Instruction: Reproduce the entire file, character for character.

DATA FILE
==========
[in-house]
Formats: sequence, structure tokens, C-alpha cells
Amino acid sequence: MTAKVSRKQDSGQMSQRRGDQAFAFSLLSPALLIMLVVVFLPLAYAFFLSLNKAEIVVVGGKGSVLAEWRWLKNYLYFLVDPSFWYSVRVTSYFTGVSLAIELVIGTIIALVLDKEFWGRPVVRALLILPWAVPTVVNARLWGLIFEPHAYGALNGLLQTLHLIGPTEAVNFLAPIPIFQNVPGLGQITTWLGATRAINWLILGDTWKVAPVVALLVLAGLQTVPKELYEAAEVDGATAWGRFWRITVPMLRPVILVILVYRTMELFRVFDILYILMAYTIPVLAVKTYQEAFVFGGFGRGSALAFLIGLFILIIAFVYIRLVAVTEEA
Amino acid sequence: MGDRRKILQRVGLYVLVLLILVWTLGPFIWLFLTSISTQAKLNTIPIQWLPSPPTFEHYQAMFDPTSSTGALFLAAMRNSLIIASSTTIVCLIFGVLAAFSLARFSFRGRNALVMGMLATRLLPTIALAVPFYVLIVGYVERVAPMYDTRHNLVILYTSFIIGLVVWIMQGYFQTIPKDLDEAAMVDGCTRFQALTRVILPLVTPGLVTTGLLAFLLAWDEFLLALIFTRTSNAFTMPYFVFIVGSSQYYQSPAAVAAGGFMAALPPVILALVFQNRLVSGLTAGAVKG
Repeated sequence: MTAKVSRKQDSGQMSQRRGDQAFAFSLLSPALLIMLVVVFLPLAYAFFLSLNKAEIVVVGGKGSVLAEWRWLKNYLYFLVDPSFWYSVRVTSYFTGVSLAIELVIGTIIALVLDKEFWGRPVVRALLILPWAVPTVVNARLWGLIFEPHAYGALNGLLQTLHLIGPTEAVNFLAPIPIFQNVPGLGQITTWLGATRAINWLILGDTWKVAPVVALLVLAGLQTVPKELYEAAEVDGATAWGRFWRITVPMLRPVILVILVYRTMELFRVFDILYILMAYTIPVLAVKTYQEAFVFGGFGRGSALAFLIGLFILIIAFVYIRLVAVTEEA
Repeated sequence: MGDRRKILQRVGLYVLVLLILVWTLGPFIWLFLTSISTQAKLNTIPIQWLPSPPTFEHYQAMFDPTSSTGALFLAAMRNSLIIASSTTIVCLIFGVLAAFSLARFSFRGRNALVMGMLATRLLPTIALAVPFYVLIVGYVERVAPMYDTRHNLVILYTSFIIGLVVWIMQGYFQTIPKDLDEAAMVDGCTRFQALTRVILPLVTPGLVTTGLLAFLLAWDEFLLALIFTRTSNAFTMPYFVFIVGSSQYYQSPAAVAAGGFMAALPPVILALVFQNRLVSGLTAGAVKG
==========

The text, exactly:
[in-house]
Formats: sequence, structure tokens, C-alpha cells
Amino acid sequence: MTAKVSRKQDSGQMSQRRGDQAFAFSLLSPALLIMLVVVFLPLAYAFFLSLNKAEIVVVGGKGSVLAEWRWLKNYLYFLVDPSFWYSVRVTSYFTGVSLAIELVIGTIIALVLDKEFWGRPVVRALLILPWAVPTVVNARLWGLIFEPHAYGALNGLLQTLHLIGPTEAVNFLAPIPIFQNVPGLGQITTWLGATRAINWLILGDTWKVAPVVALLVLAGLQTVPKELYEAAEVDGATAWGRFWRITVPMLRPVILVILVYRTMELFRVFDILYILMAYTIPVLAVKTYQEAFVFGGFGRGSALAFLIGLFILIIAFVYIRLVAVTEEA
Amino acid sequence: MGDRRKILQRVGLYVLVLLILVWTLGPFIWLFLTSISTQAKLNTIPIQWLPSPPTFEHYQAMFDPTSSTGALFLAAMRNSLIIASSTTIVCLIFGVLAAFSLARFSFRGRNALVMGMLATRLLPTIALAVPFYVLIVGYVERVAPMYDTRHNLVILYTSFIIGLVVWIMQGYFQTIPKDLDEAAMVDGCTRFQALTRVILPLVTPGLVTTGLLAFLLAWDEFLLALIFTRTSNAFTMPYFVFIVGSSQYYQSPAAVAAGGFMAALPPVILALVFQNRLVSGLTAGAVKG
Repeated sequence: MTAKVSRKQDSGQMSQRRGDQAFAFSLLSPALLIMLVVVFLPLAYAFFLSLNKAEIVVVGGKGSVLAEWRWLKNYLYFLVDPSFWYSVRVTSYFTGVSLAIELVIGTIIALVLDKEFWGRPVVRALLILPWAVPTVVNARLWGLIFEPHAYGALNGLLQTLHLIGPTEAVNFLAPIPIFQNVPGLGQITTWLGATRAINWLILGDTWKVAPVVALLVLAGLQTVPKELYEAAEVDGATAWGRFWRITVPMLRPVILVILVYRTMELFRVFDILYILMAYTIPVLAVKTYQEAFVFGGFGRGSALAFLIGLFILIIAFVYIRLVAVTEEA
Repeated sequence: MGDRRKILQRVGLYVLVLLILVWTLGPFIWLFLTSISTQAKLNTIPIQWLPSPPTFEHYQAMFDPTSSTGALFLAAMRNSLIIASSTTIVCLIFGVLAAFSLARFSFRGRNALVMGMLATRLLPTIALAVPFYVLIVGYVERVAPMYDTRHNLVILYTSFIIGLVVWIMQGYFQTIPKDLDEAAMVDGCTRFQALTRVILPLVTPGLVTTGLLAFLLAWDEFLLALIFTRTSNAFTMPYFVFIVGSSQYYQSPAAVAAGGFMAALPPVILALVFQNRLVSGLTAGAVKG